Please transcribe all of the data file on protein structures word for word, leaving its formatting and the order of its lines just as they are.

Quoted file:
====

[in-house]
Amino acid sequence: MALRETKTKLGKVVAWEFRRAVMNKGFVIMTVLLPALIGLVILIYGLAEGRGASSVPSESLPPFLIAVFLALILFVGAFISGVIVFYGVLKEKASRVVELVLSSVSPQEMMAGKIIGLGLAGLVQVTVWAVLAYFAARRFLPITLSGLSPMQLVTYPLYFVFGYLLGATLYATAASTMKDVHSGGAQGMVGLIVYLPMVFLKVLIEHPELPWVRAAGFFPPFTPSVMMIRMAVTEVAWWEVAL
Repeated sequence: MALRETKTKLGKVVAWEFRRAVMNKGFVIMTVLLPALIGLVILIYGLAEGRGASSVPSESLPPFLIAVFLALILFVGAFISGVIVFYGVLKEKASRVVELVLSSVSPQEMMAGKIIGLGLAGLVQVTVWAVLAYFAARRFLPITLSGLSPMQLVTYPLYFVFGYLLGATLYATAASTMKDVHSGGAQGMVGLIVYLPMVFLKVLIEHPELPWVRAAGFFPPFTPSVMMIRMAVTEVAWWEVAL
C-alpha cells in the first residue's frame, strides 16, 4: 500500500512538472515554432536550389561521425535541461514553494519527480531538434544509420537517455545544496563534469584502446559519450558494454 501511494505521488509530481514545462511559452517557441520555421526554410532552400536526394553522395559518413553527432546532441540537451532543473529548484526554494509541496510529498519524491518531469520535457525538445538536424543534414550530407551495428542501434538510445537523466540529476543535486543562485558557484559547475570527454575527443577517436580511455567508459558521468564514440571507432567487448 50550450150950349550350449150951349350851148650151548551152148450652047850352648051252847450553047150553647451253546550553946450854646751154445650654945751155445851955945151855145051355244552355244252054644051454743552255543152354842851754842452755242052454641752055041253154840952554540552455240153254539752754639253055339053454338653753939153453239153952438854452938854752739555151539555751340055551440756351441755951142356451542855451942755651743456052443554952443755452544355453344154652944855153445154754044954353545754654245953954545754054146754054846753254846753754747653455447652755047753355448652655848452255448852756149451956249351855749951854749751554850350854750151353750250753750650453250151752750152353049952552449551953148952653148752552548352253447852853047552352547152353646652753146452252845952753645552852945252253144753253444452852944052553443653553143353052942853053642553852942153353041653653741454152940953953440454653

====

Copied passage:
[in-house]
Amino acid sequence: MALRETKTKLGKVVAWEFRRAVMNKGFVIMTVLLPALIGLVILIYGLAEGRGASSVPSESLPPFLIAVFLALILFVGAFISGVIVFYGVLKEKASRVVELVLSSVSPQEMMAGKIIGLGLAGLVQVTVWAVLAYFAARRFLPITLSGLSPMQLVTYPLYFVFGYLLGATLYATAASTMKDVHSGGAQGMVGLIVYLPMVFLKVLIEHPELPWVRAAGFFPPFTPSVMMIRMAVTEVAWWEVAL
Repeated sequence: MALRETKTKLGKVVAWEFRRAVMNKGFVIMTVLLPALIGLVILIYGLAEGRGASSVPSESLPPFLIAVFLALILFVGAFISGVIVFYGVLKEKASRVVELVLSSVSPQEMMAGKIIGLGLAGLVQVTVWAVLAYFAARRFLPITLSGLSPMQLVTYPLYFVFGYLLGATLYATAASTMKDVHSGGAQGMVGLIVYLPMVFLKVLIEHPELPWVRAAGFFPPFTPSVMMIRMAVTEVAWWEVAL
C-alpha cells in the first residue's frame, strides 16, 4: 500500500512538472515554432536550389561521425535541461514553494519527480531538434544509420537517455545544496563534469584502446559519450558494454 501511494505521488509530481514545462511559452517557441520555421526554410532552400536526394553522395559518413553527432546532441540537451532543473529548484526554494509541496510529498519524491518531469520535457525538445538536424543534414550530407551495428542501434538510445537523466540529476543535486543562485558557484559547475570527454575527443577517436580511455567508459558521468564514440571507432567487448 50550450150950349550350449150951349350851148650151548551152148450652047850352648051252847450553047150553647451253546550553946450854646751154445650654945751155445851955945151855145051355244552355244252054644051454743552255543152354842851754842452755242052454641752055041253154840952554540552455240153254539752754639253055339053454338653753939153453239153952438854452938854752739555151539555751340055551440756351441755951142356451542855451942755651743456052443554952443755452544355453344154652944855153445154754044954353545754654245953954545754054146754054846753254846753754747653455447652755047753355448652655848452255448852756149451956249351855749951854749751554850350854750151353750250753750650453250151752750152353049952552449551953148952653148752552548352253447852853047552352547152353646652753146452252845952753645552852945252253144753253444452852944052553443653553143353052942853053642553852942153353041653653741454152940953953440454653